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Remarks of Frederick F. Postel, Chief of Department,
at the Meritorious Awards Ceremony
September 18, 1990

I wish to thank all of you for being here to participate in this tribute to San Francisco firefighters.

They are all being honored for taking personal risks to help others, and for extending themselves beyond what is required of them.

Tonight, we take time to honor and to pay tribute, not only to these award recipients, but to all San Francisco firefighters for a job well done.

Firefighting requires teamwork, and the San Francisco Fire Department is a superb team. The efforts of every member of the Fire Department team supported these honorees, and enabled them to accomplish what they did.

The first anniversary of the worst disaster to hit San Francisco since 1906 is about one month away. That disaster showed the people of San Francisco – and the entire world – this Department at its best, and our best is pretty good.

Most people consider San Francisco firefighters heroes because of this disaster, and they are. But our firefighters are heroes day in and day out. San Francisco firefighters continually extend themselves beyond what is required, showing courage and excellence. They are there, whenever and wherever they are needed.

There is no Civil Service test for heroism. There are no manuals at the Drill Tower that teach someone how to be a hero. Bravery can't be found "in the books" when studying for an exam.

Heroism comes from within the individual, and the San Francisco Fire Department has many heroes.

On October 17, and throughout the years, heroism has been exhibited in many ways.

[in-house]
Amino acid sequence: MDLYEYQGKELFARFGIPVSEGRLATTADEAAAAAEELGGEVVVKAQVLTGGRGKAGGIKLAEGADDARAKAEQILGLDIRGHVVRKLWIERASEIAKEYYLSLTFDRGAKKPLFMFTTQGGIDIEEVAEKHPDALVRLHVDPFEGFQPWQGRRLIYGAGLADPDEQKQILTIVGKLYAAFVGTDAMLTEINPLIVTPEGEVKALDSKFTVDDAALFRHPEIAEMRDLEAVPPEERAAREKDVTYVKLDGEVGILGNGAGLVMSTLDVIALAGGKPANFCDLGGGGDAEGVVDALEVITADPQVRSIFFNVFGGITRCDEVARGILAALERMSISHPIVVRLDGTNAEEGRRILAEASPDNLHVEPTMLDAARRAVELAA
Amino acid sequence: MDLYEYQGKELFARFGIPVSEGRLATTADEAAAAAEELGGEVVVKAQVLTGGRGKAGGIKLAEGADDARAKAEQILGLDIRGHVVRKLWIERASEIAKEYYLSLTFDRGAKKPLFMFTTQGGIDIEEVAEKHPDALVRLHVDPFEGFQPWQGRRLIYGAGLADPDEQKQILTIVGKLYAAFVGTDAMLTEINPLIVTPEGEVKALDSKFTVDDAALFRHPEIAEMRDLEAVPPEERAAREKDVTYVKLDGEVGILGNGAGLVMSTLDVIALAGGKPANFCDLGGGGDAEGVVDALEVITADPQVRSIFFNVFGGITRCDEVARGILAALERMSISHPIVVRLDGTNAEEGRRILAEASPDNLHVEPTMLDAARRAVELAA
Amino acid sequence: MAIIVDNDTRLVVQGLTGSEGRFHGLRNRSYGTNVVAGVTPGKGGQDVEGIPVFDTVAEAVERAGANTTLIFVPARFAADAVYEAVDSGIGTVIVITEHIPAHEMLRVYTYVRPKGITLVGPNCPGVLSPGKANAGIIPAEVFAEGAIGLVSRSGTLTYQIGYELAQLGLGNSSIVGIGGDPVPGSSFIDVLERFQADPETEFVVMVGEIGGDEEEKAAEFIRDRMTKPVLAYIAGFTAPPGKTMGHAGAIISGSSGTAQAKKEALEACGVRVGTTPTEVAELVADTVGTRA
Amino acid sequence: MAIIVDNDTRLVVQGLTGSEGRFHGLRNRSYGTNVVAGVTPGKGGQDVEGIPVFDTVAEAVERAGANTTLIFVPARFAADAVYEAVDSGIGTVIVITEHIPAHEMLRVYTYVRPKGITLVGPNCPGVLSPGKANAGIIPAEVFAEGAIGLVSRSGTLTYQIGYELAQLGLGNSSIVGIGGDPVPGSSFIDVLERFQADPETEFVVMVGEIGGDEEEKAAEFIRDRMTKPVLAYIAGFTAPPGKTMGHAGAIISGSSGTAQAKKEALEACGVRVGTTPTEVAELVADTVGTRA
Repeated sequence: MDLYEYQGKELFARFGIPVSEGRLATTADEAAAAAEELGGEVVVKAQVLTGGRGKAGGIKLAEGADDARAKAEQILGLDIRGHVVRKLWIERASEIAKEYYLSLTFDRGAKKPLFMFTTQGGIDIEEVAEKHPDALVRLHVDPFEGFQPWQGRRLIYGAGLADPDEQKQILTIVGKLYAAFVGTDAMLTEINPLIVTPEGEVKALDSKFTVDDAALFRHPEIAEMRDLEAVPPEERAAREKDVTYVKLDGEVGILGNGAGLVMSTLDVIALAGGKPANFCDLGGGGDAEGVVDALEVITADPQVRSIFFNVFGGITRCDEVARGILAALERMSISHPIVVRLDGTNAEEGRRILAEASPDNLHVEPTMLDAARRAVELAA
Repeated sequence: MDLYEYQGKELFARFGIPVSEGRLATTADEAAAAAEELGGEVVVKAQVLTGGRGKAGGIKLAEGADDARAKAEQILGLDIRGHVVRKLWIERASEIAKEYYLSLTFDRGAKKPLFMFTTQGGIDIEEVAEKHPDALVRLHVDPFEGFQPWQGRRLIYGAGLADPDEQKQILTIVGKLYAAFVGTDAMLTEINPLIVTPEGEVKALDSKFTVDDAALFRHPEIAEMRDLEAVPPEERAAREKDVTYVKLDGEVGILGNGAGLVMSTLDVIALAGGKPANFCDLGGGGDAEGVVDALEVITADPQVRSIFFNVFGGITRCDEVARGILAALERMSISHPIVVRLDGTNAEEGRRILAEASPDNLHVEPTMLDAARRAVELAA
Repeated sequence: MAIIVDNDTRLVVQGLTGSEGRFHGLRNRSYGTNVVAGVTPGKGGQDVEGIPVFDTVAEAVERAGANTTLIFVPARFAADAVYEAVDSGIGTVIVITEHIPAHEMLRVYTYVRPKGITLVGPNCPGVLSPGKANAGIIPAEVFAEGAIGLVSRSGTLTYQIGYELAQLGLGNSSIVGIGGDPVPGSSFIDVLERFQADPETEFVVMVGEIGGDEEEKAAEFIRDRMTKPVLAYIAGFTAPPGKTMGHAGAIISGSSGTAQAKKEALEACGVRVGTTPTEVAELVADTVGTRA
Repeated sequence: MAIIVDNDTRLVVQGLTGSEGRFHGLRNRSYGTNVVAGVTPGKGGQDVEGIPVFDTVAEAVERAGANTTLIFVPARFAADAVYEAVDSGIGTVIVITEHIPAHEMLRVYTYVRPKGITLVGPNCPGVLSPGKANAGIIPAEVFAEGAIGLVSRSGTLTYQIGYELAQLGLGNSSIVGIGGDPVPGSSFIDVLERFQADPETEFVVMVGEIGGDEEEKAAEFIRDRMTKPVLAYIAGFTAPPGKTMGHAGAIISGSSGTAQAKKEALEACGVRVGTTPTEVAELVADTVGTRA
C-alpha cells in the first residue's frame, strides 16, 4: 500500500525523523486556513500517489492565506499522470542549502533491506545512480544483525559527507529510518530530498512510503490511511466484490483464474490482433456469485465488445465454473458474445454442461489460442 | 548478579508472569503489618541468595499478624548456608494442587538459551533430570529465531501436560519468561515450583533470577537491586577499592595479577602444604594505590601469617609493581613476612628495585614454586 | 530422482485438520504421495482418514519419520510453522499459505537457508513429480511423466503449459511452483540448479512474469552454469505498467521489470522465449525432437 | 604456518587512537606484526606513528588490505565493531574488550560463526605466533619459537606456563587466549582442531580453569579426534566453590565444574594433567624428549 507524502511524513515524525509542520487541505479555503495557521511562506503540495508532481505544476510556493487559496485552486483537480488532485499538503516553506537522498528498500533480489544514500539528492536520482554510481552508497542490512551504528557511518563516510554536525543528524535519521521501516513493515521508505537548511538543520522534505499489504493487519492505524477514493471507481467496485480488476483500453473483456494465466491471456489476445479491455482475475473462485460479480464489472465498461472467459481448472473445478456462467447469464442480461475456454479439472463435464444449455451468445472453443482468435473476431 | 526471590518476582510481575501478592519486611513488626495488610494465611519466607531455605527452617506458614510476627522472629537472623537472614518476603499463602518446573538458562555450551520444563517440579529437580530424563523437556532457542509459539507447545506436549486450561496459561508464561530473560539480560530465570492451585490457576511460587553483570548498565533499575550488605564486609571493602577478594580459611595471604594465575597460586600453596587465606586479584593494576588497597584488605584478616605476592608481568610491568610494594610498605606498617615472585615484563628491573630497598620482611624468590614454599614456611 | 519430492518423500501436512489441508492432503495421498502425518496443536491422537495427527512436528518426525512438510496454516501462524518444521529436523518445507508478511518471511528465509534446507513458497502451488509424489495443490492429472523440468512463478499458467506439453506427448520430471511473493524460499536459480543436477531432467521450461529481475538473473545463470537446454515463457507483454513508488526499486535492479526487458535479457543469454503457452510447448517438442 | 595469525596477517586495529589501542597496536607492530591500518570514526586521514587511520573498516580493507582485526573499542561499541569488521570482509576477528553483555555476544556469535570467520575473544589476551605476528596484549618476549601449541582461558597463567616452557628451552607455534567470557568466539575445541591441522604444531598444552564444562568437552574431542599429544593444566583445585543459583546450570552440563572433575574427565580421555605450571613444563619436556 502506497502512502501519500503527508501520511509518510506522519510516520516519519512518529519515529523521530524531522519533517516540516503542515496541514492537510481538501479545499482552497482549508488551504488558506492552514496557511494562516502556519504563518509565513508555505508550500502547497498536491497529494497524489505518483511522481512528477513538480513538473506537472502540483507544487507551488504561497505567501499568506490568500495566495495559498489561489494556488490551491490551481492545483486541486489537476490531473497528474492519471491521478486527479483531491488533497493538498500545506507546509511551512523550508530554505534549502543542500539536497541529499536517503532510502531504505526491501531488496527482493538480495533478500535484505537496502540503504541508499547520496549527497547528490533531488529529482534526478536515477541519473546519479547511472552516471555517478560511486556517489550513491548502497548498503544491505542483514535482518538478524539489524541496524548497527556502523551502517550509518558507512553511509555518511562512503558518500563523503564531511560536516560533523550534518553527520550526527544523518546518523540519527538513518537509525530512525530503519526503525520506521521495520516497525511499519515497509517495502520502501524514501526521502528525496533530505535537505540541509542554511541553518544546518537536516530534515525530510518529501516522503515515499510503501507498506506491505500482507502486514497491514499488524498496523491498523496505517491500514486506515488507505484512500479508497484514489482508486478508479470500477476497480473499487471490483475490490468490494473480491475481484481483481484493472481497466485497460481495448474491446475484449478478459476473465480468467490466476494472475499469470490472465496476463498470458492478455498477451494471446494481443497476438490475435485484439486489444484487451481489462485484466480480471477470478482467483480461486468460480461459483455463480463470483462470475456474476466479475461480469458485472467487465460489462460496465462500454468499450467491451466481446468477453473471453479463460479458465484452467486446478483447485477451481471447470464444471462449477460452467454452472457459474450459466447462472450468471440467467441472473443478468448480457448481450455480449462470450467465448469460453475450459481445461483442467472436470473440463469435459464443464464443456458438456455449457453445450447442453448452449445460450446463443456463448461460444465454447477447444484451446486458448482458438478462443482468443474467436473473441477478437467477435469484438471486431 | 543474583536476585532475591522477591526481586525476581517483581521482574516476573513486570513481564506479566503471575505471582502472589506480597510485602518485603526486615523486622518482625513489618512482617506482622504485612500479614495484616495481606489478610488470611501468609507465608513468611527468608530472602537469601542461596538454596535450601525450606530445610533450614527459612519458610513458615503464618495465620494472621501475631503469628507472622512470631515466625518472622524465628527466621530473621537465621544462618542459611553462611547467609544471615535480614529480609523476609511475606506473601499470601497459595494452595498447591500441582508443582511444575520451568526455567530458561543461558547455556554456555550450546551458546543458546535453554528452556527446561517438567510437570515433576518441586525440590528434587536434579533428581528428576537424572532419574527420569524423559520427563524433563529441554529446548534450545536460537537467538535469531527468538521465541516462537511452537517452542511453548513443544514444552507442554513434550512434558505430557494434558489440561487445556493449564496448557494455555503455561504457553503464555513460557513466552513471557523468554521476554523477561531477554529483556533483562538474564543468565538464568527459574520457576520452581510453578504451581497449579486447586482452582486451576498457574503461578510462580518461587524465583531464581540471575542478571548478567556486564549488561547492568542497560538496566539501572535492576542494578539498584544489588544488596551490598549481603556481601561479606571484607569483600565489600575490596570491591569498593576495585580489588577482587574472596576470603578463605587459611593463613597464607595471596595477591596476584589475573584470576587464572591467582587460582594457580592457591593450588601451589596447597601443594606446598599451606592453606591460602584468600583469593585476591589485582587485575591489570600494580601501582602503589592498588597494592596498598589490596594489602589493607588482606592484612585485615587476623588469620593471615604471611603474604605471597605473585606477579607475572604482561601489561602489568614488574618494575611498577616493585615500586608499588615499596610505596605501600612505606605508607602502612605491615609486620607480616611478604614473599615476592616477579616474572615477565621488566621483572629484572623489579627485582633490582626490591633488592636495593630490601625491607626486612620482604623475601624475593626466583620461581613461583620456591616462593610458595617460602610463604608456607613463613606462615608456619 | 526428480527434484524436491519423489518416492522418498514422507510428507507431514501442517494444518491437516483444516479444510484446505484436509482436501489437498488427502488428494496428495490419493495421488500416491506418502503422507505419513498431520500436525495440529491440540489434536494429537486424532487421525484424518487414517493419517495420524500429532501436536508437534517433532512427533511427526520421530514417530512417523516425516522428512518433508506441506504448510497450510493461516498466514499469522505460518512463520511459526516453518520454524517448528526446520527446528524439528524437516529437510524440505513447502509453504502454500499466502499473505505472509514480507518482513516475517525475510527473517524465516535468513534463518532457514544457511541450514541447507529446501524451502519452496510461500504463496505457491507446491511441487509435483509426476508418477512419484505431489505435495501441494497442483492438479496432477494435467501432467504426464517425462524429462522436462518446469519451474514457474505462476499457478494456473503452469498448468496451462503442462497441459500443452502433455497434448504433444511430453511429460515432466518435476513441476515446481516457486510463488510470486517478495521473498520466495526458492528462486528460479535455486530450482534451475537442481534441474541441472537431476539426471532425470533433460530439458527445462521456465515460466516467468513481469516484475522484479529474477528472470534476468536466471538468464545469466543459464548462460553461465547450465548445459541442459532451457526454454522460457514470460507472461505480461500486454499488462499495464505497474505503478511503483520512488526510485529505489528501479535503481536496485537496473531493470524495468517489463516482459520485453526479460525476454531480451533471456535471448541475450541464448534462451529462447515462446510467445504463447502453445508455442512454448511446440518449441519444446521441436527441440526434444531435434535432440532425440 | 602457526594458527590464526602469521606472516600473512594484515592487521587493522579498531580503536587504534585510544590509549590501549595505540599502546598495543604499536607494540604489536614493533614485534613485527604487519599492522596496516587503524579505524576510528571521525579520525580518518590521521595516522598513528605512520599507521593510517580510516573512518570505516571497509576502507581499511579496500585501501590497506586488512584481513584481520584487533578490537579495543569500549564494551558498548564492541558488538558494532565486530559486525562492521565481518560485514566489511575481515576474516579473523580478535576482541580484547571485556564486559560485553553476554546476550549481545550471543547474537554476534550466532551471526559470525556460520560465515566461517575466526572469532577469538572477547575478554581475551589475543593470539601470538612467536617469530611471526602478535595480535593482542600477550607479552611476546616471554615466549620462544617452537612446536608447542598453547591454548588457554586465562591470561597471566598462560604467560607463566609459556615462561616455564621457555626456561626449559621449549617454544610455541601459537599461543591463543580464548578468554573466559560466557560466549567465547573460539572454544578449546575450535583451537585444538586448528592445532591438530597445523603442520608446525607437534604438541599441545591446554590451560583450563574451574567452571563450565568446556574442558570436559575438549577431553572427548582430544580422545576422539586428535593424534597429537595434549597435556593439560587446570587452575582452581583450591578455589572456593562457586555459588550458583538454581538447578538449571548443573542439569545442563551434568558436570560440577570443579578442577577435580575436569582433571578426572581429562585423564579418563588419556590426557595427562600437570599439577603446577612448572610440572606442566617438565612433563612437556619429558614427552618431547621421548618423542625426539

Firefighters left their families and returned to duty to protect San Francisco.

San Francisco firefighters went into quake-damaged buildings to put out fires and rescue victims.

San Francisco firefighters returned to the City over damaged freeways and bridges.

Some San Francisco firefighters responded back to duty from out of state.

Some San Francisco firefighters on disability returned to duty because of the threat to the City.

In every case, the personal worth of the man or woman performing these selfless acts for their fellow human beings defines the word "heroism," and this can be applied to each member of this Department who did their part to save lives and protect property - not only during the earthquake emergency, but all of the time.

Today, we are here to honor those firefighters who performed some of these heroic acts.

These are awards for individual bravery - bravery that clearly goes beyond the call of duty - bravery that shows what members of this Department are capable of when called upon to protect the citizens of San Francisco from fire or other disaster.

The 1989 earthquake wasn't the first time this Department has been tested. San Francisco has been swept by conflagration six time since its founding.

In 1906, 478 square blocks of the City were destroyed in the greatest conflagration the world has seen to that time. But it didn't happen this time, because the men and women of this Department were prepared, and were willing to put their lives on the line when the disaster hit.

The major fire in the Marina District was kept to the block of origin because of the dedicated work of San Francisco firefighters.

The Marina District wasn't saved because of luck. It was saved by hard work and professionalism; because San Francisco firefighters knew what to do and how to do it, and had the inner strength of character to perform their duties – in an heroic manner – many times in disregard for their personal safety.

All firefighters dedicate themselves to help others and take daily risks, and perform heroic acts that most people recognize as courageous. However, these firefighters we honor tonight have gone beyond what is recognized by most people as heroic and courageous - they have done what their fellow firefighters acknowledge as heroism.

Frederick F. Postel
Chief of Department

Sullivan Medal Award
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